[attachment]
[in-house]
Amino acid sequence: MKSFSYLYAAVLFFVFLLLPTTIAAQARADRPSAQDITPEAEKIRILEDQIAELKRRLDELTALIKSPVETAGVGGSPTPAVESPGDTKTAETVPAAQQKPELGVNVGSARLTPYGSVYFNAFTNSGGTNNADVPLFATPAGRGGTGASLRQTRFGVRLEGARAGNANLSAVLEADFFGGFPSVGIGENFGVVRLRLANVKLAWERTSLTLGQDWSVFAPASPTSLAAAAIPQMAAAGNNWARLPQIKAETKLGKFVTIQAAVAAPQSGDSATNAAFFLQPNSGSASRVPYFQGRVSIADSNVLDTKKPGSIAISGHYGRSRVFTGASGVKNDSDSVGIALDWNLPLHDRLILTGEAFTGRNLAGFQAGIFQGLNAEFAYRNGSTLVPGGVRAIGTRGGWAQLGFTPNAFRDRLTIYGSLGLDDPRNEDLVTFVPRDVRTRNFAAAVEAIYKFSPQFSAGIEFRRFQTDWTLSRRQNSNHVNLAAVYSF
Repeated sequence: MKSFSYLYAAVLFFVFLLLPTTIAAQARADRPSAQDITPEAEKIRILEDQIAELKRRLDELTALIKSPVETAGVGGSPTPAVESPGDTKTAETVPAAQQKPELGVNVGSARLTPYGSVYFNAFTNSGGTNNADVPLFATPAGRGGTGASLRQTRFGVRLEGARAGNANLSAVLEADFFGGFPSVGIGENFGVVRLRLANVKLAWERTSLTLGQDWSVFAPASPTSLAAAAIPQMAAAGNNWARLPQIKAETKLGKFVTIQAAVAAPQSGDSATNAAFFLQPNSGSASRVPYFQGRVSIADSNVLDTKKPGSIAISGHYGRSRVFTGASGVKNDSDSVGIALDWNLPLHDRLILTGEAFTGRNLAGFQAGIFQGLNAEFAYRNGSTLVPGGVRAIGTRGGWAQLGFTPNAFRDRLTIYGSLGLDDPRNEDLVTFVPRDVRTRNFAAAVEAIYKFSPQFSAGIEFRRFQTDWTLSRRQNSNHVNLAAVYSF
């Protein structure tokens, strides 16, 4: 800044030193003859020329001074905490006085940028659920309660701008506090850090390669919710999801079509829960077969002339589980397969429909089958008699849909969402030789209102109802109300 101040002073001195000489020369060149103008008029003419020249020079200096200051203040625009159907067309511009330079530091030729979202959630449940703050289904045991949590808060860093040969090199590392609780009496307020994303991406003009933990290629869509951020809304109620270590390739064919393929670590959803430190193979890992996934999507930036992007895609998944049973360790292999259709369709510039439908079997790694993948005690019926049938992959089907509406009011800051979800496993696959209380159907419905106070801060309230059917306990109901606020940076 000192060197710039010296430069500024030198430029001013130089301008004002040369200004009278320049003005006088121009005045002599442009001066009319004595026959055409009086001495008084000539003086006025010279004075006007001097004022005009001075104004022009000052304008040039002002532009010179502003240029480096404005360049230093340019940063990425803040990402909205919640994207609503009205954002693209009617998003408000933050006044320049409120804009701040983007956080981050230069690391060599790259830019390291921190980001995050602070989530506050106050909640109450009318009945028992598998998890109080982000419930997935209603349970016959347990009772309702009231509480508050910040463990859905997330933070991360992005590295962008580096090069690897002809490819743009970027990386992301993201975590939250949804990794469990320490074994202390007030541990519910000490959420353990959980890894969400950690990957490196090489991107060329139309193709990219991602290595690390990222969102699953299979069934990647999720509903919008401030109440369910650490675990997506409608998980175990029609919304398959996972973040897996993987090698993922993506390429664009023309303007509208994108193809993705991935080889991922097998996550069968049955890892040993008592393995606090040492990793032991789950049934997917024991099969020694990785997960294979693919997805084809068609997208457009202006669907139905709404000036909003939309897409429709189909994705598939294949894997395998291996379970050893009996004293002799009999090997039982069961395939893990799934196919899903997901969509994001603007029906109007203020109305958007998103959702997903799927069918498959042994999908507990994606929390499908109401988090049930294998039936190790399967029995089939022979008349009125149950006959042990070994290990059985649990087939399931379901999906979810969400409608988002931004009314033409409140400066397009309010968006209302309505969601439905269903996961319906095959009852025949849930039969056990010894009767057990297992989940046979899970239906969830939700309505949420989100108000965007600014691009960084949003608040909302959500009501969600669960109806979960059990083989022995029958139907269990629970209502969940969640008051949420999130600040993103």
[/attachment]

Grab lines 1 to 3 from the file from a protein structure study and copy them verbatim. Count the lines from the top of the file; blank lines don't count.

[in-house]
Amino acid sequence: MKSFSYLYAAVLFFVFLLLPTTIAAQARADRPSAQDITPEAEKIRILEDQIAELKRRLDELTALIKSPVETAGVGGSPTPAVESPGDTKTAETVPAAQQKPELGVNVGSARLTPYGSVYFNAFTNSGGTNNADVPLFATPAGRGGTGASLRQTRFGVRLEGARAGNANLSAVLEADFFGGFPSVGIGENFGVVRLRLANVKLAWERTSLTLGQDWSVFAPASPTSLAAAAIPQMAAAGNNWARLPQIKAETKLGKFVTIQAAVAAPQSGDSATNAAFFLQPNSGSASRVPYFQGRVSIADSNVLDTKKPGSIAISGHYGRSRVFTGASGVKNDSDSVGIALDWNLPLHDRLILTGEAFTGRNLAGFQAGIFQGLNAEFAYRNGSTLVPGGVRAIGTRGGWAQLGFTPNAFRDRLTIYGSLGLDDPRNEDLVTFVPRDVRTRNFAAAVEAIYKFSPQFSAGIEFRRFQTDWTLSRRQNSNHVNLAAVYSF
Repeated sequence: MKSFSYLYAAVLFFVFLLLPTTIAAQARADRPSAQDITPEAEKIRILEDQIAELKRRLDELTALIKSPVETAGVGGSPTPAVESPGDTKTAETVPAAQQKPELGVNVGSARLTPYGSVYFNAFTNSGGTNNADVPLFATPAGRGGTGASLRQTRFGVRLEGARAGNANLSAVLEADFFGGFPSVGIGENFGVVRLRLANVKLAWERTSLTLGQDWSVFAPASPTSLAAAAIPQMAAAGNNWARLPQIKAETKLGKFVTIQAAVAAPQSGDSATNAAFFLQPNSGSASRVPYFQGRVSIADSNVLDTKKPGSIAISGHYGRSRVFTGASGVKNDSDSVGIALDWNLPLHDRLILTGEAFTGRNLAGFQAGIFQGLNAEFAYRNGSTLVPGGVRAIGTRGGWAQLGFTPNAFRDRLTIYGSLGLDDPRNEDLVTFVPRDVRTRNFAAAVEAIYKFSPQFSAGIEFRRFQTDWTLSRRQNSNHVNLAAVYSF